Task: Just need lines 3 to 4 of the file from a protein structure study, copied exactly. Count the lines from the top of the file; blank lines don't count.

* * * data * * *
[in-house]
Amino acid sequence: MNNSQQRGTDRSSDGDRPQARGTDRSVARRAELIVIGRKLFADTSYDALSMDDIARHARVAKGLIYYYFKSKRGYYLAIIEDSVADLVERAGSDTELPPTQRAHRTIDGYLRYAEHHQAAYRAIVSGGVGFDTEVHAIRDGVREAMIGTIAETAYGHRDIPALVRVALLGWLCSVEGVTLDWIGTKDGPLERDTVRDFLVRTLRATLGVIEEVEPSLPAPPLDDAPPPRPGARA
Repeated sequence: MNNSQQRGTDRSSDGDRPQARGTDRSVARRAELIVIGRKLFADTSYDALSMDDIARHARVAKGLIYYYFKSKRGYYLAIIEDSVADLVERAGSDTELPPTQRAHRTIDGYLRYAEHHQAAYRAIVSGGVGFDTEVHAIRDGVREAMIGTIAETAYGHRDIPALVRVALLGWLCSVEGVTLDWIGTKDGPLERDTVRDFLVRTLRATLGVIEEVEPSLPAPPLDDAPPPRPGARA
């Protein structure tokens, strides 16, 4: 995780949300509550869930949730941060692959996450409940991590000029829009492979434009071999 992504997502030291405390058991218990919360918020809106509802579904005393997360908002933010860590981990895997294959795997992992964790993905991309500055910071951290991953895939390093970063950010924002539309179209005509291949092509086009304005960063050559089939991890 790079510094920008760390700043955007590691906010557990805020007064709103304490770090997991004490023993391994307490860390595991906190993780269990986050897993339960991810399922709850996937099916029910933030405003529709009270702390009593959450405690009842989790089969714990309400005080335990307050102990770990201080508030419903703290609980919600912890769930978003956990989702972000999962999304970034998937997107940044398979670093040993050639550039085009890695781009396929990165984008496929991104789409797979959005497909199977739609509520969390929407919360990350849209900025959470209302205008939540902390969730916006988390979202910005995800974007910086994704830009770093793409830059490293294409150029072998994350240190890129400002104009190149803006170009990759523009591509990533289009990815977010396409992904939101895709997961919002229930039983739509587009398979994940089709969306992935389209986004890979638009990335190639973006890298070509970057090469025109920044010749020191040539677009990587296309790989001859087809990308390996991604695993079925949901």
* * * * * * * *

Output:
Repeated sequence: MNNSQQRGTDRSSDGDRPQARGTDRSVARRAELIVIGRKLFADTSYDALSMDDIARHARVAKGLIYYYFKSKRGYYLAIIEDSVADLVERAGSDTELPPTQRAHRTIDGYLRYAEHHQAAYRAIVSGGVGFDTEVHAIRDGVREAMIGTIAETAYGHRDIPALVRVALLGWLCSVEGVTLDWIGTKDGPLERDTVRDFLVRTLRATLGVIEEVEPSLPAPPLDDAPPPRPGARA
């Protein structure tokens, strides 16, 4: 995780949300509550869930949730941060692959996450409940991590000029829009492979434009071999 992504997502030291405390058991218990919360918020809106509802579904005393997360908002933010860590981990895997294959795997992992964790993905991309500055910071951290991953895939390093970063950010924002539309179209005509291949092509086009304005960063050559089939991890 790079510094920008760390700043955007590691906010557990805020007064709103304490770090997991004490023993391994307490860390595991906190993780269990986050897993339960991810399922709850996937099916029910933030405003529709009270702390009593959450405690009842989790089969714990309400005080335990307050102990770990201080508030419903703290609980919600912890769930978003956990989702972000999962999304970034998937997107940044398979670093040993050639550039085009890695781009396929990165984008496929991104789409797979959005497909199977739609509520969390929407919360990350849209900025959470209302205008939540902390969730916006988390979202910005995800974007910086994704830009770093793409830059490293294409150029072998994350240190890129400002104009190149803006170009990759523009591509990533289009990815977010396409992904939101895709997961919002229930039983739509587009398979994940089709969306992935389209986004890979638009990335190639973006890298070509970057090469025109920044010749020191040539677009990587296309790989001859087809990308390996991604695993079925949901």